Yezeshewal Eshete, Ethiopia

Yezeshewal Eshete, Ethiopia campaigns for elder health care services and pensions.

Championing Older People's Rights in Ethiopia

This interview has been edited for context and brevity.

 

How did you get involved in campaigning for older people’s rights?

I worked in government for 35 years. During my time in public service, I saw that many of my colleagues faced a lot of issues around retirement. It’s a complicated, difficult process to get a pension, and even if you’re able to complete it, the pension amount is too low to meet basic needs.


Many older women and men in Ethiopia face a lot of discrimination. In hospitals, they don't get proper treatment. There aren’t doctors who specialize in older people's health issues. Lawyers and judges behave very rudely toward older people, who then become reluctant to go to the courts to exercise their legal rights.


I helped form the Ethiopian Elders & Pensioners National Association (EEPNA) to advocate for the protection of older people's rights.

 

What are you campaigning for right now, and how are you doing it?

We are campaigning for income security and access to quality healthcare services in Ethiopia. We are meeting with government officials, highlighting the issues at different forums and marching to raise awareness.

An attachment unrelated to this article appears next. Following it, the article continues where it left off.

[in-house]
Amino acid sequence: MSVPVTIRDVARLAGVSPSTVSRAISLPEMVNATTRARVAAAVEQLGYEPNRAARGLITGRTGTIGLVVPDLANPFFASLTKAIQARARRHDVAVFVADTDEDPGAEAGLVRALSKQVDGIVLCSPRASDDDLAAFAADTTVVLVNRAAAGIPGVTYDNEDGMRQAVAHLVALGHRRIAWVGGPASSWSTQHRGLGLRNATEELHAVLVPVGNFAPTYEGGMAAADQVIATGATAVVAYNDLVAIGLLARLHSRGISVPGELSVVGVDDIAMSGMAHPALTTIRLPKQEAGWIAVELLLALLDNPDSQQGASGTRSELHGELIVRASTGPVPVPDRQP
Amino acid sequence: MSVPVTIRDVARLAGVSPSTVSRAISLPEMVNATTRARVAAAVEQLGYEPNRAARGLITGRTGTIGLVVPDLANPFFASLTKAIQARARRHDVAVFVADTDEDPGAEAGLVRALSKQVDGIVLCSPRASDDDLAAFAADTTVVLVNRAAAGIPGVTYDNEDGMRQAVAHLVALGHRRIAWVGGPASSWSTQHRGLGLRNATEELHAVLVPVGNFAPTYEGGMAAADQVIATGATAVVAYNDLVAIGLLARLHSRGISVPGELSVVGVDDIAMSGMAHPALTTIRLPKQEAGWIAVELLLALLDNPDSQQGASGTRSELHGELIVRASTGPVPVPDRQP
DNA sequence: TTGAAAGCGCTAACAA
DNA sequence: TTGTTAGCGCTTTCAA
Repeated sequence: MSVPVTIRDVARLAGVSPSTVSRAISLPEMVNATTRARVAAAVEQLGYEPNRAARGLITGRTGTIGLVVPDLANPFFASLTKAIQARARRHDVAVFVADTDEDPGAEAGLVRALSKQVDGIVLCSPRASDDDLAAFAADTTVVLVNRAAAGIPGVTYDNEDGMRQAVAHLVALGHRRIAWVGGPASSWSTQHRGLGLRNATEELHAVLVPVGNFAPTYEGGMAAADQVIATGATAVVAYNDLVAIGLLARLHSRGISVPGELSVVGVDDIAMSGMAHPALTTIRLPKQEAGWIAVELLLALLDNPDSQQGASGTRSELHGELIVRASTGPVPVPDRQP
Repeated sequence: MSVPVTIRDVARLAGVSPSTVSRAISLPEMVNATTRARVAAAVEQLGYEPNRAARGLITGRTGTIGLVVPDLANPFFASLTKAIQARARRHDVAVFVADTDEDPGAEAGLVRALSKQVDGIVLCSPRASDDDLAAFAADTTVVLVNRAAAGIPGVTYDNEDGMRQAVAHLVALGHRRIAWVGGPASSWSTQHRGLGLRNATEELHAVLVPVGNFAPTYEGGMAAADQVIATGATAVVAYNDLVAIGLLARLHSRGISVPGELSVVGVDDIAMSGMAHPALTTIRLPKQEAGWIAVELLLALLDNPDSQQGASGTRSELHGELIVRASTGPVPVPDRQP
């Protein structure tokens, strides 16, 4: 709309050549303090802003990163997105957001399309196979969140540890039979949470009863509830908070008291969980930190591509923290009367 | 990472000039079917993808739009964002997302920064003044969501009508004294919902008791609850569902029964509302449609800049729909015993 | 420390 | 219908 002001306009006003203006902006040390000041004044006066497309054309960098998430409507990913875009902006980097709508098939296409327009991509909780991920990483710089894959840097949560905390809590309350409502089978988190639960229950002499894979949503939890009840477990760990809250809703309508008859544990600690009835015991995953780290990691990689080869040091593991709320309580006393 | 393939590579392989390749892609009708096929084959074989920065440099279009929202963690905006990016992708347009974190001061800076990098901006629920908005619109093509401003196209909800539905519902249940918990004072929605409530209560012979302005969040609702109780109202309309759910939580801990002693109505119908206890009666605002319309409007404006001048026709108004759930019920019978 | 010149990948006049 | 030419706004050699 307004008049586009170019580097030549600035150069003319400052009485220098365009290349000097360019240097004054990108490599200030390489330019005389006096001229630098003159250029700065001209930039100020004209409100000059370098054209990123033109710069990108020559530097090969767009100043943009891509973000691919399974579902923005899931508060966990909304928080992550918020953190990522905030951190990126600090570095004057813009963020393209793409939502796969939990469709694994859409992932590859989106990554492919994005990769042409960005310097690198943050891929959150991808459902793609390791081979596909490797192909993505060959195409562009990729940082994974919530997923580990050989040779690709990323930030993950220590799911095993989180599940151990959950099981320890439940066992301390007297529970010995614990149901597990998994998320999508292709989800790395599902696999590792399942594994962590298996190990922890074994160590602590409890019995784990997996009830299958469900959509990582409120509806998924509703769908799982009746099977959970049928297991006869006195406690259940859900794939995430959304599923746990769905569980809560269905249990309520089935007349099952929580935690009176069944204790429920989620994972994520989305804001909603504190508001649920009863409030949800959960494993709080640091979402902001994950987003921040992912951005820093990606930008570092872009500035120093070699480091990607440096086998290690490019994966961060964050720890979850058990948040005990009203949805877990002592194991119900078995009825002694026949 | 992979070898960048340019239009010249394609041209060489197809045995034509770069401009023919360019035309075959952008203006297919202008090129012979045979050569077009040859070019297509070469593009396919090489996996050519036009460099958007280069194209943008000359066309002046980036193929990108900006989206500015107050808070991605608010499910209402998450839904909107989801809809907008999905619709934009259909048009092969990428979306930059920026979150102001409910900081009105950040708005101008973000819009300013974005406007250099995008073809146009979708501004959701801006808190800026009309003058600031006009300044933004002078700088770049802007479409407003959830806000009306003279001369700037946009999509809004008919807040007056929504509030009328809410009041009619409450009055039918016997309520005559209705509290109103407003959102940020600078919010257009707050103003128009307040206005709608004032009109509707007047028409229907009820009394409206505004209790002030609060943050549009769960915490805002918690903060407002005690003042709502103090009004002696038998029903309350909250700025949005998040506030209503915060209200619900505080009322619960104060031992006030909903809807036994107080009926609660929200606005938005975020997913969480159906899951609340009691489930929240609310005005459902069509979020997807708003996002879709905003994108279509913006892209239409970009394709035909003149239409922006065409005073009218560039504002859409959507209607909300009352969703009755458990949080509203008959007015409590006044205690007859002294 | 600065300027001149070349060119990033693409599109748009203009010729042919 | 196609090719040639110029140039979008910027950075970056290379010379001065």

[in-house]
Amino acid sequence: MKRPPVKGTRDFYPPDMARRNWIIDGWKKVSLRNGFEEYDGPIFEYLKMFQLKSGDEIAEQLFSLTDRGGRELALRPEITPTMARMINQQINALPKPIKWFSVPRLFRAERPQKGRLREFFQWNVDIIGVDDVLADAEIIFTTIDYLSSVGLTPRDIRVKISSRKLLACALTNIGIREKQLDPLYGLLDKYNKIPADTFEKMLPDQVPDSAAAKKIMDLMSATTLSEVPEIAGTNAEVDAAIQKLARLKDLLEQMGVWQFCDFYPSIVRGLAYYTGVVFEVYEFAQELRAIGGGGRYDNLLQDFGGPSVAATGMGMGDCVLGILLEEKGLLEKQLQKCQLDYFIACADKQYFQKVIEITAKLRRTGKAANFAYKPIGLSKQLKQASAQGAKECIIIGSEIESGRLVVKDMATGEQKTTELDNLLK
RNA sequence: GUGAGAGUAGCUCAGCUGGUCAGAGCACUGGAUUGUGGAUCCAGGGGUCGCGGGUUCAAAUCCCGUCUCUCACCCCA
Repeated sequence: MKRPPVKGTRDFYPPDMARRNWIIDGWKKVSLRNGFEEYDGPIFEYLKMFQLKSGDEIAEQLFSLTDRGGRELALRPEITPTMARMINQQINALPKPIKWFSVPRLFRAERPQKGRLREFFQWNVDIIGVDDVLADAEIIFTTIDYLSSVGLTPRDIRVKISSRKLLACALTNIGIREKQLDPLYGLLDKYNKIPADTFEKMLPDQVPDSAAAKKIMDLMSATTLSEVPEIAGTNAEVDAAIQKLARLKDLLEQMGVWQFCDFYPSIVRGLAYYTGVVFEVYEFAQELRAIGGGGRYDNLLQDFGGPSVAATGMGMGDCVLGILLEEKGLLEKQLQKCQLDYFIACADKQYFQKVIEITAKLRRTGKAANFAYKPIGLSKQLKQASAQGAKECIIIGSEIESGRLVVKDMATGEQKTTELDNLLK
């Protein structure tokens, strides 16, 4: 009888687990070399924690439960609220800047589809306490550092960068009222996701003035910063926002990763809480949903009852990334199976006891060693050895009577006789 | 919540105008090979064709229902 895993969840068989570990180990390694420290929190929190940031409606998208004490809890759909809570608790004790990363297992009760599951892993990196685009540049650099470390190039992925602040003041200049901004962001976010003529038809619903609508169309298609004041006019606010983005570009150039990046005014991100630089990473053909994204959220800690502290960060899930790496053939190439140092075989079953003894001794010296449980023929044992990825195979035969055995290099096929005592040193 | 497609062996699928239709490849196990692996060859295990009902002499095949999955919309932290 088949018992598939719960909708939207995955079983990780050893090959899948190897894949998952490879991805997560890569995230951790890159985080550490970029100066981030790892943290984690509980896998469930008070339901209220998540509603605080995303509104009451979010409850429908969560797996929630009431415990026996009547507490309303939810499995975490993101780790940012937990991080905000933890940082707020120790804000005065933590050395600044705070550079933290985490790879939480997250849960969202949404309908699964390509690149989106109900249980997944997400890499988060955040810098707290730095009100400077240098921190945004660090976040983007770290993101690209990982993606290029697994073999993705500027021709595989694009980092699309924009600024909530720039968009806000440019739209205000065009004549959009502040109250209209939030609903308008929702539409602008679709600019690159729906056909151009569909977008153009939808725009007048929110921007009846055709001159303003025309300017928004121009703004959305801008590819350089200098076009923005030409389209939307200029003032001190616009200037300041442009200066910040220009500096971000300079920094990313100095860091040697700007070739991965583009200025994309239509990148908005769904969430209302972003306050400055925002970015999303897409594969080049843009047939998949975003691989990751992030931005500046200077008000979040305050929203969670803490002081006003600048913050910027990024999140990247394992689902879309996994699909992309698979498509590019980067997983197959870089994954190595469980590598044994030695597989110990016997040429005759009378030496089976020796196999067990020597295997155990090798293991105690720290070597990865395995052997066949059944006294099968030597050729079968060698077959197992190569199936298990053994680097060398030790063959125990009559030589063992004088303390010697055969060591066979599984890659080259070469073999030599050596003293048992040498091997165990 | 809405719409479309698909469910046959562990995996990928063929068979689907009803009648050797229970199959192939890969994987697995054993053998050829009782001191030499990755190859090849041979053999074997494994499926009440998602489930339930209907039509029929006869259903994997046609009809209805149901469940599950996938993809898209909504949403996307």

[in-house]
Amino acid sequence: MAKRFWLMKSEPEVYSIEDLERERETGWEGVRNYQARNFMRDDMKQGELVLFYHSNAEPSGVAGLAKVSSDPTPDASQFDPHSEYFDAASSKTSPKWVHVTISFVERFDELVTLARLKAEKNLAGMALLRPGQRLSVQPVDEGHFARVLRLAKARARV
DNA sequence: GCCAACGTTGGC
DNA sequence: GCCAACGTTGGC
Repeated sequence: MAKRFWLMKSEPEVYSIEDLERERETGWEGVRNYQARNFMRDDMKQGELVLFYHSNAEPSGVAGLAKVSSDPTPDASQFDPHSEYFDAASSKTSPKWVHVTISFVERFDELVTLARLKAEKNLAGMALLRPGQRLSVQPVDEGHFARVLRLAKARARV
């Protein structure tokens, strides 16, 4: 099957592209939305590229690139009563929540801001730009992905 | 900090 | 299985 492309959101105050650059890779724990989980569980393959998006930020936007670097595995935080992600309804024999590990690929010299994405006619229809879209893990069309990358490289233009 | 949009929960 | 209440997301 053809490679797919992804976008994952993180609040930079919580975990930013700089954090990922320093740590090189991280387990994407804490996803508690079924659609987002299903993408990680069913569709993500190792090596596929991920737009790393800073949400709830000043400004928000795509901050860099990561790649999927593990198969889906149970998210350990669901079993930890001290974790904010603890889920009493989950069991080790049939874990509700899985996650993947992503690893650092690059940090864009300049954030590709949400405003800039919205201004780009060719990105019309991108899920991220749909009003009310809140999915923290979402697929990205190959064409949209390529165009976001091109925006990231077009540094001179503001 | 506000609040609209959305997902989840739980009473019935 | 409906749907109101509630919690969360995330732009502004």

Tell me about your proudest moments as a campaigner 

Campaigning as part of Age Demands Action makes me proud. We do many activities on international days, meeting with government officials and marching for our rights. Decision-makers have promised us many things. Some have promised to allocate land for older people's shelters and others have promised us healthcare, but we’re still waiting for action. 

 

What effect has campaigning had on you as an older person? 

Age Demands Action has built my capacity as an advocate. I have met with policymakers and older people in different areas of the country. These interactions have enabled me to understand grassroots issues and raise these issues with decision makers when I meet with them.

 

How are things improving for older people in your country? 

Older people's associations have been formed in different parts of the country. These are the platforms where older people discuss their issues and then make plans to raise them with the government. This is a big change from before. 


Our campaigning has led to the construction of an older people's center and has made civil society organizations more sensitive to older people's issues. They are now including older people in their policies. But, there is still a lot more to be done.

 


 


Learn more about the HelpAge Global Network's programs to advance the rights of older people.

 

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